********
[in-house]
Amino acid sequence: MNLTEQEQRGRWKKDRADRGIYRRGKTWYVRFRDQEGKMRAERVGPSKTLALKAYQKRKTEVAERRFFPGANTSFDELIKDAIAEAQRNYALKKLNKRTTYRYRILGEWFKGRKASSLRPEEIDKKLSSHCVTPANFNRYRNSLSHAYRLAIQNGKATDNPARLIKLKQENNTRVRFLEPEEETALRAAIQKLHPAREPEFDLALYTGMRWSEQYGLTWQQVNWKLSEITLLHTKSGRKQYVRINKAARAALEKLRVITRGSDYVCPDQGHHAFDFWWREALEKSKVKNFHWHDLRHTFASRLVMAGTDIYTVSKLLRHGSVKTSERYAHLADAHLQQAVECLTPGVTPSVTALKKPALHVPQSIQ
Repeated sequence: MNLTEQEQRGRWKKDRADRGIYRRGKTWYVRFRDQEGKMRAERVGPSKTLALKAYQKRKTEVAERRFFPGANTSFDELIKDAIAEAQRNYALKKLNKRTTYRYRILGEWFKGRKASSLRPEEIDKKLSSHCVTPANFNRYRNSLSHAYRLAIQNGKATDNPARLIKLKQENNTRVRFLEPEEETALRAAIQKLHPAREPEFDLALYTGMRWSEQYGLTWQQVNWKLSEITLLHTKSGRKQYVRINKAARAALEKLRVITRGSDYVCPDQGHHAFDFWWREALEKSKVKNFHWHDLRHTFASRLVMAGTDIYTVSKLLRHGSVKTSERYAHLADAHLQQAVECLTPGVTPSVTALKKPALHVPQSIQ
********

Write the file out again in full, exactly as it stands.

[in-house]
Amino acid sequence: MNLTEQEQRGRWKKDRADRGIYRRGKTWYVRFRDQEGKMRAERVGPSKTLALKAYQKRKTEVAERRFFPGANTSFDELIKDAIAEAQRNYALKKLNKRTTYRYRILGEWFKGRKASSLRPEEIDKKLSSHCVTPANFNRYRNSLSHAYRLAIQNGKATDNPARLIKLKQENNTRVRFLEPEEETALRAAIQKLHPAREPEFDLALYTGMRWSEQYGLTWQQVNWKLSEITLLHTKSGRKQYVRINKAARAALEKLRVITRGSDYVCPDQGHHAFDFWWREALEKSKVKNFHWHDLRHTFASRLVMAGTDIYTVSKLLRHGSVKTSERYAHLADAHLQQAVECLTPGVTPSVTALKKPALHVPQSIQ
Repeated sequence: MNLTEQEQRGRWKKDRADRGIYRRGKTWYVRFRDQEGKMRAERVGPSKTLALKAYQKRKTEVAERRFFPGANTSFDELIKDAIAEAQRNYALKKLNKRTTYRYRILGEWFKGRKASSLRPEEIDKKLSSHCVTPANFNRYRNSLSHAYRLAIQNGKATDNPARLIKLKQENNTRVRFLEPEEETALRAAIQKLHPAREPEFDLALYTGMRWSEQYGLTWQQVNWKLSEITLLHTKSGRKQYVRINKAARAALEKLRVITRGSDYVCPDQGHHAFDFWWREALEKSKVKNFHWHDLRHTFASRLVMAGTDIYTVSKLLRHGSVKTSERYAHLADAHLQQAVECLTPGVTPSVTALKKPALHVPQSIQ